Wild Basil – Clinopodium Vulgare: Edible & Medicinal Uses of the Cilantro of Wild Plants

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Wild basil is an edible and medicinal native plant has been flying under-the-radar. Basil lovers, sorry, but it’s more of a cilantro tasting plant.

Wild basil (clinopodium vulgare) is fairly common in cottage country, Ontario. You’ll find it along damp woods, trails and roadsides and even in meadows. It’s a pretty easy plant to know, just don’t confuse it with hempnettle. It flowers well before most mints. Sometimes the leaves turn purplish like many mint relations do, but most of the time they are green as pictured here. When Haliburton Flora was compiled wild basils Latin name was satureja vulgaris.

Wild Basil - Clinopodium Vulgare
Wild Basil – Clinopodium Vulgare

Despite the name, it’s not a basil/not from the genus ocimum. It’s in the mint/deadnettle/sage family. Many culinary herbs share this family, even rosemary, sage and thyme.

Edible Uses of Wild Basil

I love basil, so I was excited to ID the wild basil. But.. it really tastes nothing like basil. Am I missing something? The internet says I should be tasting basil, or a weak basil. Hmmm. I know the taste. Wheatgrass? Wait, no. It’s cilantro! Wild “basil”, not a close relation to actual basil, in my opinion tastes like cilantro. The hairiness of the leaves is also un-basil -like.

Cilantro is an herb some people love and some hate. It may be mostly hate, and maybe that is why wild basil makes no appearance in any herbal book in my library of dozens of reference books.

Nonetheless, if you’re a cilantro fan, the leaves can be used the same. As a culinary herb, fresh or dried. You can add that familiar bite to a salad, or use it in an herbal vinegar preparation. Huge cilantro fans may even like the taste of the tea, especially from a young plant.

Just don’t confuse it with hempnettle, which has a similar flower top.

Medicinal Uses of Wild Basil

Wild Basil is primarily said to support these body systems:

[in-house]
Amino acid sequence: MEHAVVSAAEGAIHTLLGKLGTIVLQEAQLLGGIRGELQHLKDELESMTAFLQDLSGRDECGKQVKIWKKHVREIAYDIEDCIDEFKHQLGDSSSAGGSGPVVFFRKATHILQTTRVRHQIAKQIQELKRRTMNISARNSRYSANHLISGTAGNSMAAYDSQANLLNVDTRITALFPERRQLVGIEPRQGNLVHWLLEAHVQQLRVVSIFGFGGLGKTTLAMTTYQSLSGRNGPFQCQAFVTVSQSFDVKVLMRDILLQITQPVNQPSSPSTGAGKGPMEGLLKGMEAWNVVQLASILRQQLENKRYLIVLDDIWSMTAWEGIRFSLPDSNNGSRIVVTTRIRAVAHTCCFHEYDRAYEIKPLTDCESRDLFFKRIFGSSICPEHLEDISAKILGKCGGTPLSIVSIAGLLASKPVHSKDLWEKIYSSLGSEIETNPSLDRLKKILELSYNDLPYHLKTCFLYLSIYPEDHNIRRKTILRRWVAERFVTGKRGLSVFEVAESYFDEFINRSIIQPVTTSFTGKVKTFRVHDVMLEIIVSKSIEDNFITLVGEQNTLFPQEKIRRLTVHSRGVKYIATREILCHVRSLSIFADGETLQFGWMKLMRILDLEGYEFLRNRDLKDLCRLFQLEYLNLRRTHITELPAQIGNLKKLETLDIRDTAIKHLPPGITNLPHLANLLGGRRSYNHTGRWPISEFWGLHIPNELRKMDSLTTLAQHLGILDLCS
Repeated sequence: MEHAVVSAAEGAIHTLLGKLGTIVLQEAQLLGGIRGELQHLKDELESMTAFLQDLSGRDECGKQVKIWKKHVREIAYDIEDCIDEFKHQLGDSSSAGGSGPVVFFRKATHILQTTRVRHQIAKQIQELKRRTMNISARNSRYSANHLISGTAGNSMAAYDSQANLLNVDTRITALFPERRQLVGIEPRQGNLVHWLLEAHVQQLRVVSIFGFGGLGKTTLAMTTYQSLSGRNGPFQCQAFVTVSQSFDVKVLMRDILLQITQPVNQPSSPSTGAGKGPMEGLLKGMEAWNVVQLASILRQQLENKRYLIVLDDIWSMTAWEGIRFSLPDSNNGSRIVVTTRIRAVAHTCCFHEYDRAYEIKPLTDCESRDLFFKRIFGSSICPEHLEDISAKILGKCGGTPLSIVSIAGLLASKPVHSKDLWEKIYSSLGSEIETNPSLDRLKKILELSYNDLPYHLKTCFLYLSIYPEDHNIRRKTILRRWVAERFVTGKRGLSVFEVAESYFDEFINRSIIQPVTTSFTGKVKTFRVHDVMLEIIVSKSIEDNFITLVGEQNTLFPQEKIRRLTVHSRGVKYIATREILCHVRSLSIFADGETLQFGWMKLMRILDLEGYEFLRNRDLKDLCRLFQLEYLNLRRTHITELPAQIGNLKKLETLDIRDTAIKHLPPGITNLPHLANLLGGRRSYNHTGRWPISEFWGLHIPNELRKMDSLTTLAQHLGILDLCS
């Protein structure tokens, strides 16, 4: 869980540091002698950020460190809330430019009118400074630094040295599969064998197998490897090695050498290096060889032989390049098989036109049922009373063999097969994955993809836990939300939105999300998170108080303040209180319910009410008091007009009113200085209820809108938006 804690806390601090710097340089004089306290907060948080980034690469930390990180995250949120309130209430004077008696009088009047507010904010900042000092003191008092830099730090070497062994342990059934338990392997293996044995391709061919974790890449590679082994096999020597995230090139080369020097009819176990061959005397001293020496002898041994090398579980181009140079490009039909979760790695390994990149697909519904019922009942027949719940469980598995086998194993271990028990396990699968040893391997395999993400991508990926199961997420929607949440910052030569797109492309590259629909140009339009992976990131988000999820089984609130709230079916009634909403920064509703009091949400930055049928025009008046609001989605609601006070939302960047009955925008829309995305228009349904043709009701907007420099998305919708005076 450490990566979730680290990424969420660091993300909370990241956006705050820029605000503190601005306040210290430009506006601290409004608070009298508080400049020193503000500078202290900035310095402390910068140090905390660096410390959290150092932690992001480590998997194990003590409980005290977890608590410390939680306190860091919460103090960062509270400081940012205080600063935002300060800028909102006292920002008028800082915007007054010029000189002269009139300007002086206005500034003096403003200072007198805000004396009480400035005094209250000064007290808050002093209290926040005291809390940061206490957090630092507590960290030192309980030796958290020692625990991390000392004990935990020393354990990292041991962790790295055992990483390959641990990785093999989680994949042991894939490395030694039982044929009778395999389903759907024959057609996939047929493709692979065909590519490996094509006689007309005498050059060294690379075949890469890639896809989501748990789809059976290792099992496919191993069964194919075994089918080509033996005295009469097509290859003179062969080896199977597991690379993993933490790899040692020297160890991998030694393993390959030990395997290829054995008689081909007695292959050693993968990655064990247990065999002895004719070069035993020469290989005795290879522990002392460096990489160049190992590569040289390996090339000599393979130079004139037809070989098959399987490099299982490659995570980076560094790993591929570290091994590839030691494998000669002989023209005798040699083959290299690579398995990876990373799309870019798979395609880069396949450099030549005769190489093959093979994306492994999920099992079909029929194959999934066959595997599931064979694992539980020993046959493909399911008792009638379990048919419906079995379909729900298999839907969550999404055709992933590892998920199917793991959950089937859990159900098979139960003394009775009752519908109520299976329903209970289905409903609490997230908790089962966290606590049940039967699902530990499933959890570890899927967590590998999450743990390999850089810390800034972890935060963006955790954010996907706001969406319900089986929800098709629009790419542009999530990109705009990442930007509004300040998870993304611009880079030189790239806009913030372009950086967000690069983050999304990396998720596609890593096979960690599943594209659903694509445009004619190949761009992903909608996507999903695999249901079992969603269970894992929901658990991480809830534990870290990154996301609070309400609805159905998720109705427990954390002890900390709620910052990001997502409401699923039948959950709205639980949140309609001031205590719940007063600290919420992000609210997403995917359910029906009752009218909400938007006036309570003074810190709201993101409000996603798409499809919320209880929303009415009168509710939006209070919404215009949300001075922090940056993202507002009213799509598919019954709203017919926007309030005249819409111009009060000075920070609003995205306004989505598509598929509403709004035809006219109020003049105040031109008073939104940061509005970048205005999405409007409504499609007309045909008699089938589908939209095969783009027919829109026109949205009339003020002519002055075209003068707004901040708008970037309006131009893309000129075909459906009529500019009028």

• Digestive
  • Integumentary

Medicinal tags include Astringent and Carminative. See Medicinal tag key for more information.

Common usage includes as a salve for skin irritation, possibly in part due to its anti-inflammatory action. A study regarding this is cited in the references at the end of this article. Most of the information from its traditional usage is specifically from Bulgaria. It’s unusual to see a plants usage so localized.

Like practically every other mint, it’s used in a tea for flatulence too.

Wild Basil - Clinopodium Vulgare
Wild Basil – Clinopodium Vulgare

Alternative Uses of Hedge Calamint

A yellow to brown dye can be obtained from the leaves.

Growing Clinopodium Vulgare

Wild basil forms nice clumps, and pollinators like bees and butterflies love it, which makes it puzzling that it’s absent from most native plant conversations as well as my books! It is available from some native plant nurseries though. It’s also drought tolerant and should reseed itself.

Please share so wild basil can get more attention 🙂


And the Usual Cautions:

1) Most medicinal herbs, if edible, are meant to be eaten in moderation, even sparingly. Some require extra preparation. Tannins are toxic if consumed in excess.

2) People can be allergic or sensitive to nearly any plant; try new herbs one at a time at your own risk. For instance, saponins commonly cause stomach upset.

3) For medicinal use, I must recommend receiving a diagnosis and working with a reputed health care provider. I generally do not post specific treatments and dosages because I think that is best between you and your health care provider, and ideally monitored.

4) Anyone pregnant, nursing, or taking prescription drugs should talk to a health care professional before adding new food items to their diet.

5) Many plants have look-a-likes, and sometimes they are poisonous.

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Suppression of lipopolysaccharide-induced inflammatory responses in Burk DR, Senechal-Willis P, Lopez LC, Hogue BG, Daskalova SM. Suppression of lipopolysaccharide-induced inflammatory responses in RAW 264.7 murine macrophages by aqueous extract of Clinopodium vulgare L. (Lamiaceae). J Ethnopharmacol. 2009 Dec 10;126(3):397-405. doi: 10.1016/j.jep.2009.09.026. Epub 2009 Sep 19. PMID: 19770031.

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